Lost portrait of King James’s gay lover resurfaces after 400 years
A lost portrait of King James’s rumoured gay lover has been found after more than 400 years.
The portrait, by Flemish artist Peter Paul Rubens, was rediscovered hanging in a property in Glasgow, where it had been assumed it was a copy.
However the painting, was verified to be real by antiquities expert Dr Bendor Grosvenor during BBC Four show Britain’s Lost Masterpieces.
The painting shows George Villiers, widely believed to have been one of the male lovers of King James VI and I, who ruled from 1567 to 1625 and is best known for commissioning the King James Bible.
After winning the affection of the King as a young man, Villiers was handed a rapid succession of honours – becoming a Knight, an Earl, and later Duke of Buckingham.
Though plenty of evidence exists to support a relationship between the King and Villiers, it was long airbrushed from public view.
Dr Grosvenor said: “The chance to discover a portrait of such a pivotal figure in British history by one of the greatest artists who ever lived has been thrillingly exciting.”
During the restoration of James’ favourite royal residence Apethorpe Palace in 2008, a secret passage was even discovered that linked the King’s bedchamber to George’s
Meanwhile there are many textual records of the pair’s affections for one another.
King James told his Privy Council of the Duke: “You may be sure that I love the Earl of Buckingham more than anyone else, and more than you who are here assembled.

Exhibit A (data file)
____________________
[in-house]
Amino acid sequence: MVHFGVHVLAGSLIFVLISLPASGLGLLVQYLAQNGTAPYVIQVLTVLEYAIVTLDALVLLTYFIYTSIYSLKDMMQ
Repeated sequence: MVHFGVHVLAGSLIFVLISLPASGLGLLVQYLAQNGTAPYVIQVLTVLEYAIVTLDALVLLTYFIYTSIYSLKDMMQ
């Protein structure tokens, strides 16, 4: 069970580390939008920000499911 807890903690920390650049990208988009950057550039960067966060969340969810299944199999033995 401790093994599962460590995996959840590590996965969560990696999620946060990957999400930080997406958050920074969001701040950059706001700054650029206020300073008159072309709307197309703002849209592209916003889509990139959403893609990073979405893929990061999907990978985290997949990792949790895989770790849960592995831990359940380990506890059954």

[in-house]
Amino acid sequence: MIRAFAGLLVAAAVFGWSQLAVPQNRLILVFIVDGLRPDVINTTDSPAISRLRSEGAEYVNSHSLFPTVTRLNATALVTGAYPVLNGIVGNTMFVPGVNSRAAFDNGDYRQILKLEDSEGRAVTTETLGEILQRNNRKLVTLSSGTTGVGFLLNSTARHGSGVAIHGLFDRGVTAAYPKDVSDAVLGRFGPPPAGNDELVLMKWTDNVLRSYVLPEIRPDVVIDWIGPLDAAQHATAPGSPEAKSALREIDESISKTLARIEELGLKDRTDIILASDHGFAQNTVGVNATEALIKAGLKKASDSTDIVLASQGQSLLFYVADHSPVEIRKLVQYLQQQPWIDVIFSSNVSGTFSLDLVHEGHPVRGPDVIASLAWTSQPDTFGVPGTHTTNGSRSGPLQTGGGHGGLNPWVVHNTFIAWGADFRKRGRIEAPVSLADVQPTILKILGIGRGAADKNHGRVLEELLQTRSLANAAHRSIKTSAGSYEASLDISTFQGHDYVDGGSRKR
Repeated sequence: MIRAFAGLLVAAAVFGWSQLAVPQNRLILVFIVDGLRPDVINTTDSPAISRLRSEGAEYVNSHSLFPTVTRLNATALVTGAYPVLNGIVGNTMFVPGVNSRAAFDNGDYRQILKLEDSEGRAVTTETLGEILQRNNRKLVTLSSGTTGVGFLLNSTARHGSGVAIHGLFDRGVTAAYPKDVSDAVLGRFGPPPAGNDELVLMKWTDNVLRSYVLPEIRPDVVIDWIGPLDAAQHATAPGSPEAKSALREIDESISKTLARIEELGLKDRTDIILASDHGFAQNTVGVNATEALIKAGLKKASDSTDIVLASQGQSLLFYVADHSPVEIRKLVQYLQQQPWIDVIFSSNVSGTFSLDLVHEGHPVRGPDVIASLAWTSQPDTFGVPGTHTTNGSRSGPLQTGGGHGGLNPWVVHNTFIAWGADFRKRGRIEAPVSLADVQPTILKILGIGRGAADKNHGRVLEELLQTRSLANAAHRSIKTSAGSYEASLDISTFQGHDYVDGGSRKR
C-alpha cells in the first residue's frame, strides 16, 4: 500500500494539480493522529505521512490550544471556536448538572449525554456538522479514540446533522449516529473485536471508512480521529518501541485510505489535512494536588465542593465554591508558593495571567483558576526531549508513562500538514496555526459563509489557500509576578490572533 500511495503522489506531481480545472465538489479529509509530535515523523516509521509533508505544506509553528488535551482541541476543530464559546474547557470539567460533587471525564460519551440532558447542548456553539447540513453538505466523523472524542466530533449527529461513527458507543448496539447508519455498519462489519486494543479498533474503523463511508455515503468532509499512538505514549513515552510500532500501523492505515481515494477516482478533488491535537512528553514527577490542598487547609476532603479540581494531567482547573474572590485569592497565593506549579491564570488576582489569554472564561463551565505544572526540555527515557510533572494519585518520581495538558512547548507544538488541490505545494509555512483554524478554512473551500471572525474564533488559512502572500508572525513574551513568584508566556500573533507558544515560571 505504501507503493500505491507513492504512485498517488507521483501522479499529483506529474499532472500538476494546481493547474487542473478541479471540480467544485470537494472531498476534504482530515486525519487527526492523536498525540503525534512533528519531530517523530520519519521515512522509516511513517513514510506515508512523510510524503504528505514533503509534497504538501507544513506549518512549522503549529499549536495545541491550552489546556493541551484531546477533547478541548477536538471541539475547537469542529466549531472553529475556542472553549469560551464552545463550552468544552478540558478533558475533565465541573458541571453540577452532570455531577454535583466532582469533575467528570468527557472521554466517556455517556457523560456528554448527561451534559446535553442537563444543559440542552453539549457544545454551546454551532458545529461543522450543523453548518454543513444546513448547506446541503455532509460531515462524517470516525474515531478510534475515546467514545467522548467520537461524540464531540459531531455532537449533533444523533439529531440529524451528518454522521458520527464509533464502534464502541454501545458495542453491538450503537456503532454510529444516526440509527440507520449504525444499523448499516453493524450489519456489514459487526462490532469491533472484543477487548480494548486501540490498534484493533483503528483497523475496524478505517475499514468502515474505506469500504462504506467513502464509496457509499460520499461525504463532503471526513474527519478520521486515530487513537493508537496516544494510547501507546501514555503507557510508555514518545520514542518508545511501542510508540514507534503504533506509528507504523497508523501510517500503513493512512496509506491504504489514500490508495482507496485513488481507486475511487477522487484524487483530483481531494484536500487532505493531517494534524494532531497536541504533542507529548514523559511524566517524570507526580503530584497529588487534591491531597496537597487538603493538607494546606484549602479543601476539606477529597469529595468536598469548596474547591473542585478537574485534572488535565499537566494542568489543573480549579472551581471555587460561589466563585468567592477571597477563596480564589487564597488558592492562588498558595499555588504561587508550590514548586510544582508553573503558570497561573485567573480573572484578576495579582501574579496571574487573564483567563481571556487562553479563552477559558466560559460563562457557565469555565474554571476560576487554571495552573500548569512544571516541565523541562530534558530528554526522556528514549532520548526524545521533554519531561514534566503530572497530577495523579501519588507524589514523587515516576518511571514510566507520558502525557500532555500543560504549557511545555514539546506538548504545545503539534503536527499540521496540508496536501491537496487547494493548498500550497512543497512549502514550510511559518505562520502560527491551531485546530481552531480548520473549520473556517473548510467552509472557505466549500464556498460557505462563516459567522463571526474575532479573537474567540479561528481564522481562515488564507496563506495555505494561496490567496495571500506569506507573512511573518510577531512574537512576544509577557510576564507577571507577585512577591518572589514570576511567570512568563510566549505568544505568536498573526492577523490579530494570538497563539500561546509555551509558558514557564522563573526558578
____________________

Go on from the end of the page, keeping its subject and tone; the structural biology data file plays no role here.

“I wish to speak in my own behalf and not to have it thought to be a defect, for Jesus Christ did the same, and therefore I cannot be blamed.
“Christ had his John, and I have my George.”
In his letters to the King, George wrote: “I naturally so love your person, and adore all your other parts, which are more than ever one man had.”
Though the pair’s relationship has not commonly been addressed in public before, it is far from new information.
Writing in 1785, philosopher Jeremy Bentham suggested that King James was a hypocrite for leading a crackdown on sodomy.
Bentham wrote: “[James I], if he be the author of that first article of the works which bear his name, and which indeed were owned by him, reckons this practise among the few offences which no Sovereign ever ought to pardon.
“This must seem rather extraordinary to those who have a notion that a pardon in this case is what he himself, had he been a subject, might have stood in need of.”
The new painting of Villiers was uncovered in Pollok House, a National Trust property in Glasgow.
It will now go on display at Glasgow Museums’ Kelvingrove gallery, after the BBC Four programme based on its discovery airs.
David McDonald, who heads the museums service, told the Scotsman: “Unsurprisingly, we are beyond delighted to discover the painting is by Rubens, an artist renowned globally as one of the most important painters in history.
“Glasgow is proud of its extensive art collection, considered by many to be amongst the finest in Europe.
“Glasgow Museums strive to learn more about the artwork in our care and it has been a joy to work with Britain’s Lost Masterpieces to understand much more about this remarkable painting.
“We are excited to give as many people as possible the opportunity to see Rubens’ masterpiece in person.
“George Villiers, First Duke of Buckingham is sure to become one of the undoubted highlights of any visit to Kelvingrove.”
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